While there has been an exponential growth in the number of countries that have adopted competition law – and merger control – as part of market reform, this alone, in my opinion, cannot be a sufficiently compelling argument to justify the implementation of a merger control regime adopted from the developed world. In fact, there is a case, in my opinion, for even the developed countries to rethink their approach to merger control and whether the present regulatory model – on a cost-benefit analysis – has worked well.

The basic theme of my presentation is to persuade various competition regulators around the globe and national governments to have a serious re-look at the suspensory pre-merger clearance process currently being practiced.  The Competition regulators worldwide need to have solid empirical evidence to suggest that the extant review process really ensures healthy market competition and even if it does, whether it yields results to the consumers in real terms. It is submitted that it is pointless and rather counterproductive to mindlessly adopt the American anti-trust regime and many countries that have done so ought to remedy the same and frame a regulatory policy suitable to their specific needs.

I would like to anyalyse the need for merger control and its desirable model in emerging economies on broadly three counts, taking India as a case study: (i) the purpose and policy goals of merger control, (ii) the cost of implementation and the externalities (e.g. the institutional and socio-economic factors) that have a bearing on the effective and efficient implementation of merger control, and (iii) the existing model and the one that ought to be.  I shall end with some thoughts on the need for streamlining the multi-jurisdictional merger review.

I. The utility of merger control: purpose and policy goals

As I mentioned earlier, the need for a law or regulation has to be justified on the basis of a clearly defined legislative purpose, which may not be – and cannot be – the same for all countries. The need for implementation of merger control, therefore, has to be supported by a sound and convincing legislative purpose.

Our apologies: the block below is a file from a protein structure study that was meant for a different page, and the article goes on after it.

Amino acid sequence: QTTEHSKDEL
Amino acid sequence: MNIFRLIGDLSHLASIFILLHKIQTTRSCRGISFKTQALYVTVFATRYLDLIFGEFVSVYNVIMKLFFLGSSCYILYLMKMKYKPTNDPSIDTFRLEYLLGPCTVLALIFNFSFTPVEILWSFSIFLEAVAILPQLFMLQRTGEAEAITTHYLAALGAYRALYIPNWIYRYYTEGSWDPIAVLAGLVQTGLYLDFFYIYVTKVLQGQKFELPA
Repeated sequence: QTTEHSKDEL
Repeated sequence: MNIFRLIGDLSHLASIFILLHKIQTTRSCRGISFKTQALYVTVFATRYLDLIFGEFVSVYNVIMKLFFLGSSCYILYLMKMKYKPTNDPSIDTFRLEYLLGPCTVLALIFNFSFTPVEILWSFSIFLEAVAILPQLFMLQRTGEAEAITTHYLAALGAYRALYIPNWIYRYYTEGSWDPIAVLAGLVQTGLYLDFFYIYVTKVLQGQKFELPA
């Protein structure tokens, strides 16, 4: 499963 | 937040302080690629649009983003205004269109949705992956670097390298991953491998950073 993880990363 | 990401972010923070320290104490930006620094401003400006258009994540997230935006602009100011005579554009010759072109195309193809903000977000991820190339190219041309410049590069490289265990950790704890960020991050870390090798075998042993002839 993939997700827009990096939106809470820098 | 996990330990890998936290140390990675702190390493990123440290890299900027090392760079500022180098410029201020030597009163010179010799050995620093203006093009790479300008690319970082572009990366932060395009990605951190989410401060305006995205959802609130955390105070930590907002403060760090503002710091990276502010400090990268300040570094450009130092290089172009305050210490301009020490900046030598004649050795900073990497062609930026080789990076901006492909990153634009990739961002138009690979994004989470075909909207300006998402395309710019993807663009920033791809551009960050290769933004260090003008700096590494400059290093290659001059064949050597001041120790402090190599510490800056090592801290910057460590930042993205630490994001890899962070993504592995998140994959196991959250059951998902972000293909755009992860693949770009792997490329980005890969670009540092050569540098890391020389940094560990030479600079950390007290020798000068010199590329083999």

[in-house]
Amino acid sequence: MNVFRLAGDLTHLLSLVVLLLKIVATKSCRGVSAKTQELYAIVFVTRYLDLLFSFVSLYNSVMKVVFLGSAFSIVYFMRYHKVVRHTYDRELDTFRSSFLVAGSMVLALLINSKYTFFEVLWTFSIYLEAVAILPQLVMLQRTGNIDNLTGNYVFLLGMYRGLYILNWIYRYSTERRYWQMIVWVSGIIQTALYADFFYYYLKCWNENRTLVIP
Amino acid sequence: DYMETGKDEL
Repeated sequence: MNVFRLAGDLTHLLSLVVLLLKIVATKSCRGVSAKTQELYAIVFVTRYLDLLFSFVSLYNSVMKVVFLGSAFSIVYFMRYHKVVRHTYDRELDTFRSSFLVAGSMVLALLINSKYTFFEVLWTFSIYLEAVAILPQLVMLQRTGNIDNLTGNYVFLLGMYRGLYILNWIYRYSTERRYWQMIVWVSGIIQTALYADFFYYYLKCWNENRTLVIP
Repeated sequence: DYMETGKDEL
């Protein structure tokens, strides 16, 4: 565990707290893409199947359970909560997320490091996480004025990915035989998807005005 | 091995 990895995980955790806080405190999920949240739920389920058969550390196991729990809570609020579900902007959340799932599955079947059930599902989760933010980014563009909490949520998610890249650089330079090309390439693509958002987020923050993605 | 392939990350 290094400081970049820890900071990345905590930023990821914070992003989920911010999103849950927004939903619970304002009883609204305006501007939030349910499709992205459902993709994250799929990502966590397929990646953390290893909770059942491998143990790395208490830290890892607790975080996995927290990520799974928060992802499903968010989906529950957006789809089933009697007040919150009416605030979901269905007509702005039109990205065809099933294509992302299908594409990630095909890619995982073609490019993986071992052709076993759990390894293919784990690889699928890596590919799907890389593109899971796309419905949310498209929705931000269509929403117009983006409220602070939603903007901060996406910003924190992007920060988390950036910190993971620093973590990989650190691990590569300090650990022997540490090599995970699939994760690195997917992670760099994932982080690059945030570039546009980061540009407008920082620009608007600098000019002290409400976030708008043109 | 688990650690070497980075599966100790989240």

There are enough justifications for the two limbs of competition law – prohibition of anticompetitive agreements and abuse of dominance. These are prohibited conducts and hence, need to be regulated It is the third limb, “Merger Control”, is the one that merits debate. Admittedly, Mergers are not bad per se (in fact, mergers, joint ventures, and strategic alliances, unlike naked price-fixing arrangements, involve the integration of resources; hence, they have the ability to generate real efficiencies); they need to be regulated to prevent the two prohibited conducts – the argument being, when two firms merge they may attain dominance and thereafter abuse their dominance. The core purpose of merger policy is to prevent the prospective anti-competitive effects of such mergers through appropriate remedies, including prohibition if necessary. Therefore, merger control is more in the nature of a preventive measure. The utility of this preventive measure has to be then necessarily seen in light of the mischief it seeks to address, and the resulting harm that absence of this preventive measure will lead to. Particularly, for emerging economies, the justification for adopting merger control needs a candid assessment.

The Indian Scenario:
In my humble opinion, India– one of the latest entrants into the list of countries that have enacted competition law – can be studied as a classic example of unsuitable merger control policy being thrust upon it threatening to stall the economic progress made in recent years. Given India’s current stage of economic development, it would be most inappropriate to transplant the Anglo-Saxon model of merger control regime of the Western world in the Indian system.